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The big story: Blurred lines

17 November, 2017

The big story: Blurred lines

Women have always been able to hire independent midwives and give birth in private hospitals. But now they are increasingly hiring non-NHS midwives to give birth on NHS premises. 

Women employing non-NHS midwives to care for them is nothing new. But hiring non-NHS midwives to care for them as they give birth in NHS premises is a more recent trend. And it seems to be growing. 

It is a service that the company Private Midwives, formerly called UK Birth Centres, offers across the UK and Ireland. The organisation has collaboration agreements with 10 NHS organisations across the UK, covering 18 services – a process that took about two years to complete – which means that women can hire a private midwife who will accompany her to an NHS unit and retain full responsibility for her throughout birth, unless complications demand obstetrician input.

Director of midwifery at Private Midwives Linda Bryceland is a former NHS HoM. She says that the firm, which employs 70 midwives, essentially ‘rents a room’ in the NHS. 

‘The NHS still gets the NHS tariff and we pay an additional fee to rent the room. We provide the care under our indemnity. If the client has risk factors then we put together a collaborative plan of care that includes their obstetricians,’ she says. 

Where a client wants to hire a private midwife and an agreement is not in place, the private midwife will provide all care up to the birth and the early stages of labour, at which point clinical responsibility is handed to the NHS team. The private midwife will act as a ‘professional birth partner’, says Linda, offering support to the woman in an advocacy role. 

‘It’s never a case of “us and them”,’ says Linda. ‘We work closely with the NHS and, in fact, some of our midwives work as NHS bank staff too.’

That integration of non-NHS and NHS staffing is, of course, commonplace. The RCM found that, in 2016, UK maternity services spent £20,915,939 on agency staff and £67,380,121 on bank staff (RCM, 2017).  

Flexible scheduling

The lines between private and public in maternity care have been blurring elsewhere too. For example, the Neighbourhood Midwives service is being delivered in Waltham Forest in partnership with NHS Waltham Forest Clinical Commissioning Group, Barts Health NHS Trust and Homerton University Hospital NHS Foundation Trust.

It was launched as a two-year pilot in Waltham Forest with an aim of offering more continuity of care with the same two midwives caring for a woman throughout pregnancy, birth and postnatally. It too offers a more accessible service for women with midwives scheduling appointments around the client’s needs, with visits at home an option. 

Private Midwives says that demand for its services is on the up – in the past five years, it has risen from dealing with 50 women per year to more than 500. Why might this be the case when the cost of care from early pregnancy, birth in hospital with a pool and six weeks’ postnatal care is £6000? 

In part, it is continuity of carer that is so appealing to women – they know the midwife with whom they have built a close relationship over multiple appointments that are more frequent and longer than those in the NHS. The flexibility and access to expertise is also a draw, with midwives going out to women’s homes in the evening or at weekends for appointments lasting one or two hours, including birth and health education. This appeals to professional women – about 40% of the client base are working women for whom the NHS system of appointments is difficult. They may work and live some distance apart, making it hard to attend clinics or classes. Around 10% of the clients are either international women who are not entitled to NHS care or British women who feel strongly about having a certain type of birth that the NHS won’t offer: for example, those who want a waterbirth but are over the recommended BMI.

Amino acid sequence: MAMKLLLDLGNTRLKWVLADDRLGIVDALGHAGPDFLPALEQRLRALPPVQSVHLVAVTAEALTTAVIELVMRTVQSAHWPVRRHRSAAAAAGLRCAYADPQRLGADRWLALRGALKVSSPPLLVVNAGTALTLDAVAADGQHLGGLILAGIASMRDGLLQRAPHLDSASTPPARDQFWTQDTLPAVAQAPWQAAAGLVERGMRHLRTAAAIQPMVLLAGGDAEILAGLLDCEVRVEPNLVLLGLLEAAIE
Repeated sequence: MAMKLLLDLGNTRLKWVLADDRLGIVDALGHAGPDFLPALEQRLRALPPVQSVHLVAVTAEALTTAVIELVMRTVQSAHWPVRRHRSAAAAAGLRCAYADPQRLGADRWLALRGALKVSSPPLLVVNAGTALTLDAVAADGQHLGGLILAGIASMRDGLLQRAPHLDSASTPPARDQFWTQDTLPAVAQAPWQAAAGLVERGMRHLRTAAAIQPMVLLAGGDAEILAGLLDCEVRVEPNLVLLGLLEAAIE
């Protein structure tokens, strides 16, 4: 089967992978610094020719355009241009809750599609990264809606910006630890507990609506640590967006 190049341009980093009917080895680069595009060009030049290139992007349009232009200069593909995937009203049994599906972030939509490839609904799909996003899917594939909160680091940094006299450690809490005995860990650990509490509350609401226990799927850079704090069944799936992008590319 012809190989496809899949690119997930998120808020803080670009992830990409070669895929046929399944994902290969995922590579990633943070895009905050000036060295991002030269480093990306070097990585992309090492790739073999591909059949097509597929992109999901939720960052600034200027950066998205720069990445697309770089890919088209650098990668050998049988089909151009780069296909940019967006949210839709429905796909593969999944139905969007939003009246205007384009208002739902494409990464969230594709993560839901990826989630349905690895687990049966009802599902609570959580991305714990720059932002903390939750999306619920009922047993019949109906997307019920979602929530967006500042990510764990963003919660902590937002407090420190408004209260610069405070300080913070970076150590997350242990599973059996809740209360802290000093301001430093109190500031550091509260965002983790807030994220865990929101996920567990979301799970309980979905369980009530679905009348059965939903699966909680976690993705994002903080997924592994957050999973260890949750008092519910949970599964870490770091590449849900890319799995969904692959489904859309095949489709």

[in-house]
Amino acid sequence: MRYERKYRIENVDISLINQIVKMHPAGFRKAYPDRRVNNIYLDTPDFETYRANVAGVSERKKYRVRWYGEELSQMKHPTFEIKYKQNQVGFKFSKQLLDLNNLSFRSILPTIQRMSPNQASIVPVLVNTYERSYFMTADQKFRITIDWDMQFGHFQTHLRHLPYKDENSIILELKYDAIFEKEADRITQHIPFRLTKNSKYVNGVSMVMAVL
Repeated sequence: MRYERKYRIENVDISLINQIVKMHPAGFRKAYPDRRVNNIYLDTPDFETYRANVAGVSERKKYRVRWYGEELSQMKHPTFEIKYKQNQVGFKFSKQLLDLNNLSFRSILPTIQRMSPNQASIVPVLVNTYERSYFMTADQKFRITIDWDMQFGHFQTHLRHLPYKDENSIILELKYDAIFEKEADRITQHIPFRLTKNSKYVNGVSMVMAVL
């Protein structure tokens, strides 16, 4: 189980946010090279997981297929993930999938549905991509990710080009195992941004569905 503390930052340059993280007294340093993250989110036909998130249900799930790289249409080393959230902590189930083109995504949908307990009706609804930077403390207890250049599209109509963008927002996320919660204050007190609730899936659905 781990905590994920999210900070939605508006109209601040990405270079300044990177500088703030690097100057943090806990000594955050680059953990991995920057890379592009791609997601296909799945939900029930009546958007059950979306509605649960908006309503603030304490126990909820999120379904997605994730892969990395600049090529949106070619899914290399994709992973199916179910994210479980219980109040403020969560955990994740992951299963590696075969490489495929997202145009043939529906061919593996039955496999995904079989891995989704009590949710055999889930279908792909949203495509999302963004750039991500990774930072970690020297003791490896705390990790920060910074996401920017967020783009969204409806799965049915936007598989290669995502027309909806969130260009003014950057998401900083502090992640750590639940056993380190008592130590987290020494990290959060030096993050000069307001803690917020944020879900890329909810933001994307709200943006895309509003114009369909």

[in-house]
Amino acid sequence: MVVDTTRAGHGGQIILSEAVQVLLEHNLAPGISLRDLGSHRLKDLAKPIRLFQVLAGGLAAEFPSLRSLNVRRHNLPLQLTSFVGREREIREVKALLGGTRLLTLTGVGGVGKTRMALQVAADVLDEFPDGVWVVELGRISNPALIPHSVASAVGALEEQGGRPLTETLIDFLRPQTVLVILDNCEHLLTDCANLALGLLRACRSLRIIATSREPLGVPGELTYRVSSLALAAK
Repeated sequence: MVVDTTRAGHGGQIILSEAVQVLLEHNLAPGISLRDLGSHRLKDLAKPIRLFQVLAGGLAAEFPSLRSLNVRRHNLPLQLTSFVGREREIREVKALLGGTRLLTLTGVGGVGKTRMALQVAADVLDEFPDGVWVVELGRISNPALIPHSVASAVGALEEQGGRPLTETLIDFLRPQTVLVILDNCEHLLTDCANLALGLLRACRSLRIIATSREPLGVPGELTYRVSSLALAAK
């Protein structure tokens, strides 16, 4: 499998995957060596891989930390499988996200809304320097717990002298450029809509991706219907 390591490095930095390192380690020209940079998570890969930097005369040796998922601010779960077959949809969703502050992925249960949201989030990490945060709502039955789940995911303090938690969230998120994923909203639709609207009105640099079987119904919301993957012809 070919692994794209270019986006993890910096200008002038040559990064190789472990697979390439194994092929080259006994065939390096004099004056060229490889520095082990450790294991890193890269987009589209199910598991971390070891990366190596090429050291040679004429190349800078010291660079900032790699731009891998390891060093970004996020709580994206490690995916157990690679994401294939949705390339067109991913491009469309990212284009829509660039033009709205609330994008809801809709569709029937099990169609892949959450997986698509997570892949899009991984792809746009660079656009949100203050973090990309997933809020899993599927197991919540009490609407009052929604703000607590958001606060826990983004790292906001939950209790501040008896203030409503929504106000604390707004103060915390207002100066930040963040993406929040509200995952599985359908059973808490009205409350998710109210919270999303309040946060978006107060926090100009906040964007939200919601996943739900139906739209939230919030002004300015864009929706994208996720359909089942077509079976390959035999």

Then there are those who need extra support. ‘Half the women we see have experienced an element of birth trauma and, for some, it’s led to a degree of post-traumatic stress disorder,’ says Linda. 

She adds that most clients are not wealthy, but working middle-class couples, many of whom take advantage of the interest-free payments over 12 months.

Stretched NHS services

Jon Skewes, RCM director for policy, employment relations and communications, says that the NHS offers choice for women but it cannot make the same guarantees that private provision does.

‘There may be the guarantee of a waterbirth, for example. Or the guarantee of continuity of carer, which of course there is strong evidence for, as policies in England and Scotland say,’ he says.   

Most births continue to take place within the NHS and there are moves to improve maternity services in areas such as continuity of carer, seenin Better births in England and Best start in Scotland, he says.  

But the service is stretched. Jon points to the RCM’s 2016 State of maternity services report, which describes NHS maternity as at crisis point, with a shortage of 3500 midwives in England alone.

‘I’ve not seen evidence that people are, at scale, moving to the private sector for maternity. Does it offer greater safety or choice or quality? The evidence doesn’t suggest that one is better than the other.’

References

RCM. (2017) Agency, bank and overtime spending in UK maternity units in 2016, October 2017. See: https://www.rcm.org.uk/sites/default/files/RCM%20Midwifery%20Agency%20Bank%20and%20Overtime%20Spending%20Report%202017%20-%20Embargoed%20until%200001-%20Tuesday%2031st%20October.pdf (accessed 20 November 2017).

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